Our finding of higher accuracy at the greatest viewing distance, with the speed function indicating a curved trajectory than with the speed constant and, thus, indicating a linear trajectory Experiments 3 and 5 , is consistent with the second explanation.
In these two experiments, size functions relevant to the discrimination were combined with two different speed functions that were not relevant to the discrimination because they were identical for both displays in a pair. Some display pairs in Experiment 3 had constant angular speeds; other pairs had speeds based on the same intermediate curvature. Accuracy was higher with a speed based on an intermediate curvature than with constant speed.
Some display pairs in Experiment 5 had constant angular speeds; others had speeds based on parallel projections, which have identical speed functions for convex and concave trajectories with the same curvature magnitude. Judgments of sign of curvature were more accurate with speed functions based on parallel projections than with constant speeds. The results of these two experiments suggest that speed information indicating that the path is curved in depth facilitates the perception of small changes in angular size as resulting from changes in distance.
The increase in discrimination accuracy when speed information that was not relevant to the discrimination was combined with relevant size information is not easily handled by cue combination theories. An increase in accuracy of judgments from a cue that is irrelevant to the discrimination, such as a velocity function based on a curvature intermediate to those being discriminated or based on a parallel projection when the task was to judge sign of curvature, suggest a different type of interaction between sources of information for judging curvature.
In different conditions in the present study, the velocity function could be relevant, if it was different for the two displays in a pair being discriminated, or ancillary, if it was not different or not discriminable in the two displays. To handle the present results, a cue combination model would have to allow the same cue to be either relevant to the discrimination or ancillary, for different display pairs.
Even with speed information not informative about degree of curvature or sign of curvature, that information could still indicate that the object was moving in a curved rather than in a straight trajectory. The visual system may have been constrained to find an interpretation of the size changes consistent with a curved trajectory, rejecting the alternative perception that the object was changing in size while moving along a straight path. The importance of the combination of angular size and speed information is also consistent with Craig et al. In any study using 2-D projections to study 3-D perception, the question can arise as to whether the judgments could have been based directly on 2-D variables rather than on a 3-D perception.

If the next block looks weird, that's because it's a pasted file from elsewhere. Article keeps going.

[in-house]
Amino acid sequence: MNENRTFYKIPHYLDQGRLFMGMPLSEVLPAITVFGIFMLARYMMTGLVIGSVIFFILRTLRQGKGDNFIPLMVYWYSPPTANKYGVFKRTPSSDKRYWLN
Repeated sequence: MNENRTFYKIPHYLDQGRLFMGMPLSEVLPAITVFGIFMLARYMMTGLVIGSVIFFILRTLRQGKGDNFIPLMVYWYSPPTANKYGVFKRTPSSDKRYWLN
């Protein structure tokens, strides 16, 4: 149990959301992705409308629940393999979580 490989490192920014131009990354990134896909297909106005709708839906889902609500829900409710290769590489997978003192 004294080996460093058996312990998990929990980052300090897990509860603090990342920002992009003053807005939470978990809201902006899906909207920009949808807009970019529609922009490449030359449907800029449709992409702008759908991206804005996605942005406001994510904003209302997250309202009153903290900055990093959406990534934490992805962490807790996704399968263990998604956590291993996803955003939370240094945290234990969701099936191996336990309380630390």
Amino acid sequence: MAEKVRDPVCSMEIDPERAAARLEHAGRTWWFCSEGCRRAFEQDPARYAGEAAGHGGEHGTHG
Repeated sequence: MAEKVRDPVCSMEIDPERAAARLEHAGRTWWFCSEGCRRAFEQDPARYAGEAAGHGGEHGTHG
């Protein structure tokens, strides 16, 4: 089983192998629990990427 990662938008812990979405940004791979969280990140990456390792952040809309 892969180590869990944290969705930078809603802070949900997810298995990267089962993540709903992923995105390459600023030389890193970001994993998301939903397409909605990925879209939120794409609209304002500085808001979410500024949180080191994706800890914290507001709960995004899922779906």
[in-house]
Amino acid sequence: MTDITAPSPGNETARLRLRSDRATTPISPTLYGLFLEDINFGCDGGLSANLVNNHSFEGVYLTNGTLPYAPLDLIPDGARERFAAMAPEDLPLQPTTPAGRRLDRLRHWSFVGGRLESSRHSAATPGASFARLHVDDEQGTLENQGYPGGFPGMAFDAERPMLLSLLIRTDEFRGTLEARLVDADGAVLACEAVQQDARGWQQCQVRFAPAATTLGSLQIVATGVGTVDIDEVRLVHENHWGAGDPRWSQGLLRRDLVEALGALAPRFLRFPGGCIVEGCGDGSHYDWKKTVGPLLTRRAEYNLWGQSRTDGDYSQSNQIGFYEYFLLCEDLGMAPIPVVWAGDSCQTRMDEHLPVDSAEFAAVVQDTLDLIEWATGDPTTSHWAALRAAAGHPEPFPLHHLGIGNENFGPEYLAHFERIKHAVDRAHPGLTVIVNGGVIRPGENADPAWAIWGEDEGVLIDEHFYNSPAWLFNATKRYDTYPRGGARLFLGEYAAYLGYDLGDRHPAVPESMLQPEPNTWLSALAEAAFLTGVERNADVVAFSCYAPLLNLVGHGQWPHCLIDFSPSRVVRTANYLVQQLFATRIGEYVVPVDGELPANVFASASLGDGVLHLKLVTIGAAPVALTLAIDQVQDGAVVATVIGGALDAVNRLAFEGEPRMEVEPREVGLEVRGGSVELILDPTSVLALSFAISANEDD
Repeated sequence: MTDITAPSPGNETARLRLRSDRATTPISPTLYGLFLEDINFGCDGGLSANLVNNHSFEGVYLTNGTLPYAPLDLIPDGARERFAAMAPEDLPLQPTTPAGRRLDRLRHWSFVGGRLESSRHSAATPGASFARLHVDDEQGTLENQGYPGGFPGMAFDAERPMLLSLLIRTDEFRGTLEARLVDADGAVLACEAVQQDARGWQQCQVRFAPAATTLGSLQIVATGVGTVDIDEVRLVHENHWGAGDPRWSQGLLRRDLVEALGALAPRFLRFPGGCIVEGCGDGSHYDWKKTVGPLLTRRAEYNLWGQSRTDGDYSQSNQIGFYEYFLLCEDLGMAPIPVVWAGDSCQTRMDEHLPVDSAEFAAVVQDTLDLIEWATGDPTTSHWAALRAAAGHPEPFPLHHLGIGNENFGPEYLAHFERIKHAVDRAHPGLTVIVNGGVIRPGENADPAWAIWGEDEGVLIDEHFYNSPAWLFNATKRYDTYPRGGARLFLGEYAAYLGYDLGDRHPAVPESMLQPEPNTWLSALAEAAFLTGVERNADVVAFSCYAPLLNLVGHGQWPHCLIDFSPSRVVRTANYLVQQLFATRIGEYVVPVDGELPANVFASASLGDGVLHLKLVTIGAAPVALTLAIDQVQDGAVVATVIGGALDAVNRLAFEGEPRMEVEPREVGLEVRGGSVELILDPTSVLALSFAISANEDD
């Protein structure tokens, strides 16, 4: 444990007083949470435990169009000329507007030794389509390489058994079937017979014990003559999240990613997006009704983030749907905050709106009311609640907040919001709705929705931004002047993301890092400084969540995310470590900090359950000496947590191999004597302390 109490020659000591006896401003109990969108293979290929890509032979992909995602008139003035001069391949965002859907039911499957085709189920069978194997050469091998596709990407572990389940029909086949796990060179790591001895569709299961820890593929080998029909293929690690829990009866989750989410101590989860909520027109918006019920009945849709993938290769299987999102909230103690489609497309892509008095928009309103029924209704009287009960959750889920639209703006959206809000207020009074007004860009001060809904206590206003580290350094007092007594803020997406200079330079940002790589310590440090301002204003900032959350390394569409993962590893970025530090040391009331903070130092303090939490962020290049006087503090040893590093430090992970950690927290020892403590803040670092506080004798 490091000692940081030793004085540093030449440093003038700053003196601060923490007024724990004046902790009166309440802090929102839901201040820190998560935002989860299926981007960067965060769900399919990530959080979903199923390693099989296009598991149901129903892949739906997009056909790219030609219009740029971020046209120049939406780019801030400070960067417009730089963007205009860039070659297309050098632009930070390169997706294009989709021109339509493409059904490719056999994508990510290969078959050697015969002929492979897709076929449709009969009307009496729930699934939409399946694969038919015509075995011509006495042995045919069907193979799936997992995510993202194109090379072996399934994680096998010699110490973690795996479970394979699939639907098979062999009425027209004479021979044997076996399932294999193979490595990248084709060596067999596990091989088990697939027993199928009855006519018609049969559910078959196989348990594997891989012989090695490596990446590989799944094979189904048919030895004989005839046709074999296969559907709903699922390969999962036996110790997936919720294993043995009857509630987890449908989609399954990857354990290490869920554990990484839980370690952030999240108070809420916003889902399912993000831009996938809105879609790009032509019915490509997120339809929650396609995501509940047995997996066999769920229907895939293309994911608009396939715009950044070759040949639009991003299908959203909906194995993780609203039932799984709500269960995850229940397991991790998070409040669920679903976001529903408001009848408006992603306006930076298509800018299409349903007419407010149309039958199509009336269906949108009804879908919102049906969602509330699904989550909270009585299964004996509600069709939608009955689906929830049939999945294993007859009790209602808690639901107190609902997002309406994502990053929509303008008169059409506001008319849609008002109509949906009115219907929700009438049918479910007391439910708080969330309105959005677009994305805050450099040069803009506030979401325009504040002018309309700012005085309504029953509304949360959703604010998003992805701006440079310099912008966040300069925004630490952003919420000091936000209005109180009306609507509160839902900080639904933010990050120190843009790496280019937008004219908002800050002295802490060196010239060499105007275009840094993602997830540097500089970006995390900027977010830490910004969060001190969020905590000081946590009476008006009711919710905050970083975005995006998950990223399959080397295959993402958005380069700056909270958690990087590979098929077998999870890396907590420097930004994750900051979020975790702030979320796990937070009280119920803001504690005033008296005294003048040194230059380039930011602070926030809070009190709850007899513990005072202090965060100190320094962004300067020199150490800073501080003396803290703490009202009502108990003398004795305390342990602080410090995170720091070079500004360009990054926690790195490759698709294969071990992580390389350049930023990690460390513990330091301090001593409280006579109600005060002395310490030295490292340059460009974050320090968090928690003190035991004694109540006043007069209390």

We used random initial sizes and speeds to prevent comparisons based on the maximum size or speed in a pair of displays. In debriefing, 56 of 98 observers indicated a strong 3-D impression in most displays, 27 indicated this for some displays, and 15 indicated that they did not have a strong 3-D impression. Our finding that in some conditions, accuracy from either angular size changes alone or angular speed chances alone dropped to near-chance level but accuracy based on a combination of these two sources of information was notably higher also seems inconsistent with observers basing their judgments directly on 2-D variables.
Overall, in this study, we examined the effects of angular size and speed on perceiving the trajectory of a single object moving in 3-D. The results demonstrated that 1 speed information alone does not result in accurate judgments of the magnitude or direction of a curved trajectory, 2 accuracy of judgments based on size information alone decreases sharply with increased distance, but 3 displays that include both speed and size information can provide high accuracy at a far distance even when the speed information is not directly relevant to the required judgment.
We would like to thank Brianna Phelps and Amy Vu for their assistance with this research and Adriane Seiffert and three anonymous reviewers for helpful comments. Skip to main content Skip to sections. Advertisement Hide. Download PDF. Effects of changes in size, speed, and distance on the perception of curved 3-D trajectories.